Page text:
February 22, 2016

"Countdown to Zootopia," at the El Capitan Theatre


For seven days, the El Capitan Theatre in Hollywood is having a special movie series called "Countdown to Zootopia."


Building up to the general release of "Zootopia" on March 4th, each night will feature a different movie from Disney's Second Renaissance/Revival period complete with giveaways, raffles, and appearances by special guests from the films' cast and crew at the 7pm showings.


In the lobby there is a display of concept art and maquettes from all the films, along with a variety of photo-ops.





People were calling him "Olaf." Just NO.

THIS is Olaf.

Everyone attending the 7pm shows will get a special piece of artwork designed from that particular film, with the first 75 people in line getting the chance to have it signed by the filmmakers!


"Wreck-It Ralph" director Rich Moore


"Frozen" Co-Directors Chris Buck and Jennifer Lee

After the traditional Wurlitzer Organ pre-show performance, the filmmakers take the stage for a short presentation and raffle.

Having attended the first two nights, I can say that it's a treat to see these animation classics (and their accompanying shorts) up on the big screen again--they look gorgeous and have all the beauty and cleverness you'd expect from Walt Disney Animation Studios. Some of the older films have not been seen in the theaters since their original release, and others may have failed to get the full reception they deserved, considering Pixar was coming strong out of the gate, co-releasing such films as "Up" and "Toy Story 3" at the time.

For the price of the ticket, which includes the giveaways, potential autographs, presentations, and popcorn and soda, "Countdown to Zootopia" is a great way to pass the time while waiting for WDAS to release their next classic.


Tickets for "Countdown to Zootopia" are available at Prices: Single reserved seat admission -- $10 includes small popcorn and drink; Single VIP preferred reserved seat -- $20 includes VIP popcorn and drink. The El Capitan Theatre is located at 6838 Hollywood Blvd., Hollywood CA 90028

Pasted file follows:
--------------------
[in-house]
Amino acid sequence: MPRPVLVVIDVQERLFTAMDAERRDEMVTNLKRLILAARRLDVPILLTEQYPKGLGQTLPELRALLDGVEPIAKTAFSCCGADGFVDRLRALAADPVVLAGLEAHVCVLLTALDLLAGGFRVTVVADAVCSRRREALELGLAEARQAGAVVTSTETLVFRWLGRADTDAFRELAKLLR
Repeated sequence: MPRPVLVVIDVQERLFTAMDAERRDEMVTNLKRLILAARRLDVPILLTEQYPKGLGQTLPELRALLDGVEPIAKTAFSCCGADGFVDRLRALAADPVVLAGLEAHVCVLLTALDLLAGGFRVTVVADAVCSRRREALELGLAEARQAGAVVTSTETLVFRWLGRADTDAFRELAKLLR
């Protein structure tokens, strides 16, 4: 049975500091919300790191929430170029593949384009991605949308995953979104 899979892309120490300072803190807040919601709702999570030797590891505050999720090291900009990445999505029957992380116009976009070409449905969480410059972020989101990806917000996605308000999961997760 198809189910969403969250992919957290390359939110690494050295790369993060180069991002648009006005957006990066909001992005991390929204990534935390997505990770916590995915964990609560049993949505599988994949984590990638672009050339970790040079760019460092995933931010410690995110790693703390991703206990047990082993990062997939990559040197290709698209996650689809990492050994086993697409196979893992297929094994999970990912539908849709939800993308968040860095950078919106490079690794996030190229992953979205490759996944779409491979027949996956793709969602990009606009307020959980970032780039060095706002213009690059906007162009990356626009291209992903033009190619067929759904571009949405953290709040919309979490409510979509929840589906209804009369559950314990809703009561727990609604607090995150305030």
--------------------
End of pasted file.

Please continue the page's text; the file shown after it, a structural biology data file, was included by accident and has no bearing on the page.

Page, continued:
January 20, 2016

"Zootopia" Press Day, Part 3


So as you might recall from our last installment, we took a visit to the Walt Disney Animation Studios Tujunga Campus to get some exciting details on their upcoming 55th animated feature, "Zootopia."


[Photos provided by Disney]

Different departments took turns revealing some of the process involved in creating a big animation project like Zootopia. The first subject was "Characters: Creating the Citizens of Zootopia," with Character Design Supervisor Cory Loftis, Character Look Supervisor Michelle Robinson, Character CG Supervisor Dave Komorowski and Simulation Supervisor Claudia Chung Sanii.


"Early on in the film, we partnered with Cory and Cory has drawn us this lineup of the kinds of characters we wanted to place in Zootopia...we quickly found that scale was going to be a big issue because our smallest critter is our mouse, over there, and our largest character is our giraffe and actually the discrepancy is such that it would'd have to stack 97 of those mice head to toe in order to reach the top of the giraffe's head."


Other considerations:
--Shots had to be framed so that Judy Hopps, the protagonist, is visible and on the same level with animals both much larger and smaller than she is.